Understanding Electrical Schematics
This month, we begin a four-part series of excerpts from the Refrigeration Service Engineers Society publication, “Electricity for HVACR Technicians.” This publication won a Contracting Business.com Mechanical Systems Week Product Showcase Award in 2009, in the category of Education.
NOTE: this series is not intended to serve as a replacement for concentrated, formal classroom and/o r field training by a qualified electrical professional.
Types of Wiring Diagrams
There are three basic types of wiring diagrams used in the HVACR industry today. The first, and most common, is the ladder diagram. From this point forward, ladder diagrams will be referred to as “schematic” diagrams, or “schematics.”
A typical schematic of a packaged air conditioner is shown in Figure 1. In electrical schematics, the symbols stand for various components in the circuit, and the lines stand for the wires connecting them. The intention of the overall schematic is to show how the circuit functions, not how it actually looks.
The second type of diagram is the line diagram. It usually includes drawings that more closely resemble the components themselves, rather than symbols.
Figure 2 shows a typical line diagram. Compare Figures 1 and 2, and note the difference in the way motors, switches, and transformers are depicted. Today, it’s not uncommon for some manufacturers to show both types of diagrams on their equipment.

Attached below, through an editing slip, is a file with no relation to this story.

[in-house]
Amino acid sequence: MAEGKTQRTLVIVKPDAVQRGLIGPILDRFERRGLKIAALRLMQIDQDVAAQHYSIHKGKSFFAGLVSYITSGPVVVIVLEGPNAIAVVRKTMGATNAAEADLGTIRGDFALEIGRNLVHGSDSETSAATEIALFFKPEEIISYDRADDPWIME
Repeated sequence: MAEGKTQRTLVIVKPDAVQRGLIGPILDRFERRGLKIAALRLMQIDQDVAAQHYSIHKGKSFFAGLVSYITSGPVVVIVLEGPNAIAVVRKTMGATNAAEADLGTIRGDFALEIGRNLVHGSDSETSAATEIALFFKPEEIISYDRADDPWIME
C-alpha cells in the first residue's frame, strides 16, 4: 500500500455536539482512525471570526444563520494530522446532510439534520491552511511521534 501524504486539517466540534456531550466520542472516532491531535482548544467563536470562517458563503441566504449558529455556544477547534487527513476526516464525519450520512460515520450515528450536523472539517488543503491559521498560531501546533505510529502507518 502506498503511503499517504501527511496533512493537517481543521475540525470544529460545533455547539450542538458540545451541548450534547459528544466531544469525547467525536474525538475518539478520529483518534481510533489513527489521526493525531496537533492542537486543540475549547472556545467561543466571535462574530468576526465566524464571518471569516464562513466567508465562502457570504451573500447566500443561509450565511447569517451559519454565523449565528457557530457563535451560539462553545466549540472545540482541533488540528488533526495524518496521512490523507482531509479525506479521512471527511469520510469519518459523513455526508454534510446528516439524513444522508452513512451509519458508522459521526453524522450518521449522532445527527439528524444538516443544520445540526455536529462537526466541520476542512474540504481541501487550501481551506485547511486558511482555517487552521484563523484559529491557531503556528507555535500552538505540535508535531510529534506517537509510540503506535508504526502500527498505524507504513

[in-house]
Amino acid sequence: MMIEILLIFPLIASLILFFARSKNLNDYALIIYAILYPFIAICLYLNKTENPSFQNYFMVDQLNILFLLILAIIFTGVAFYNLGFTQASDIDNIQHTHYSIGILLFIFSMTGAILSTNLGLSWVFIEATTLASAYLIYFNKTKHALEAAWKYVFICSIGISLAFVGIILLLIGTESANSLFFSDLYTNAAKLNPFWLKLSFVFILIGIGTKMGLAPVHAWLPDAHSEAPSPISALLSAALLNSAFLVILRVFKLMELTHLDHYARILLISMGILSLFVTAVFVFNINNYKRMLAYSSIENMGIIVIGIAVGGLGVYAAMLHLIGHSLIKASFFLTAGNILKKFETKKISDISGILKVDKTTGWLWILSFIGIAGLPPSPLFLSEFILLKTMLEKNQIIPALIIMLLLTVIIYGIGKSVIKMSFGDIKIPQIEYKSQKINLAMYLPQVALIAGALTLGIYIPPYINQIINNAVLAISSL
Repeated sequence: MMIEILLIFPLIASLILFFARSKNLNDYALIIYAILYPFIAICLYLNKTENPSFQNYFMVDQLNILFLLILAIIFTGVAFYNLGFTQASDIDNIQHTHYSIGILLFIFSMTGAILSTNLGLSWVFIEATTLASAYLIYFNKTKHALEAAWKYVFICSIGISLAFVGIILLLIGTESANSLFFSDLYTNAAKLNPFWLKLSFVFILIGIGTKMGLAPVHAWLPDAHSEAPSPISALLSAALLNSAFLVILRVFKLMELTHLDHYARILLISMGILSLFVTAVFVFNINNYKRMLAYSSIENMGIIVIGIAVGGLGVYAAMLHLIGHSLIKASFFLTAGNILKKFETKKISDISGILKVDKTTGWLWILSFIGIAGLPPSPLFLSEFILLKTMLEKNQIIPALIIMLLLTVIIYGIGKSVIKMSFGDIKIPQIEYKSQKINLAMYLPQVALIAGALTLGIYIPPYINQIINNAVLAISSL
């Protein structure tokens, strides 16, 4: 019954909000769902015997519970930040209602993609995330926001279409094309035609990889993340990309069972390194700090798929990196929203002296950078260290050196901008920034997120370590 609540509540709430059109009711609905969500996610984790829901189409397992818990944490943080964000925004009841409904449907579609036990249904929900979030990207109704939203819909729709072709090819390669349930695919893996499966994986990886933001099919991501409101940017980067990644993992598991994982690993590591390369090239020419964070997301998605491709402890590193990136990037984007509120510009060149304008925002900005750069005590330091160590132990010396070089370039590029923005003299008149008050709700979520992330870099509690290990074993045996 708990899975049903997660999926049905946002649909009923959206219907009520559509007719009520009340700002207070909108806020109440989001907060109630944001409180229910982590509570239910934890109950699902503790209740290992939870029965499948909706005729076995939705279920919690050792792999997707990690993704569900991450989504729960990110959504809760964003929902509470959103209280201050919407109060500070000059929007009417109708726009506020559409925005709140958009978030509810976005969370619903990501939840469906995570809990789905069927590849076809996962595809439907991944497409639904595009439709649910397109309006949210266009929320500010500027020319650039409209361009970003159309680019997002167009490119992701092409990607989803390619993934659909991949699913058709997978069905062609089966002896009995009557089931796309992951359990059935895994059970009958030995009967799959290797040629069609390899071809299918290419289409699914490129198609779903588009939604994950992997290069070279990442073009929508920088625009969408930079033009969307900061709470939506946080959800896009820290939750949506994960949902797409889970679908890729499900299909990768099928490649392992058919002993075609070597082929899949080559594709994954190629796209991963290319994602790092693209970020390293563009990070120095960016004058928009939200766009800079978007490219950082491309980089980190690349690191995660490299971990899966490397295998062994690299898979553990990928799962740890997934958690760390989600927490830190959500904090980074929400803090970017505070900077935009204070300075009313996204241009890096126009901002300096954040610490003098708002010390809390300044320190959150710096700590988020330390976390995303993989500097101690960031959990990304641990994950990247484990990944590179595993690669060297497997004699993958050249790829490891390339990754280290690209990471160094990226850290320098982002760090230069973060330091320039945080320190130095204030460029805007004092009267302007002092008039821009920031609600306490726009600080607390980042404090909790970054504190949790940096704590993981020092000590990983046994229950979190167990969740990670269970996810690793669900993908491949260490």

The third type of diagram is the installation diagram. This is a tool that’s used primarily by the installing contractor. It normally shows only what the terminal board connections are, and very rarely will it include any internal wiring of the unit. Figure 3 shows a typical installation diagram for a residential cooling system.
If you think of a schematic as a road map, then the “roads” are the wires that connect the various components and deliver power to the controls, and to the loads that make up the system. Let’s look at some of the symbols used in electrical schematics.
Many different supply voltages are used in the HVACR industry, ranging from 575 Volt, three-phase power supplies to 24 Volt control circuit voltages. Power supplies may be indicated by solid lines or by dashed or dotted lines, as shown in Figure 4.
Most schematics use straight lines to represent the wires that connect components to each other. If two wires are connected internally, the connection usually is shown as a dot (a solid, black circle), as illustrated at those points marked “A” in Figure 5. But note that there is no dot to indicate a junction or connection at point “B.” This means that one wire simply crosses over the other wire. Now, look at Figure 6. In this drawing, crossover wires are shown with half circles or loops that “jump” over other wires (see those points marked “A”). Note also that in this type of diagram, junctions are shown without connection dots (see those points marked “B”).
The fact that not all manufacturers follow the same schematic diagram practices can be confusing. You’ll see several different styles of wiring diagrams in your work, and you need to be aware that not all of them will use exactly the same conventions. Remember: if dots are used to show junctions, then intersecting lines without dots mean that the two wires cross without connecting. If loops or jumps are used to depict crossovers, then wires that meet without dots are connected.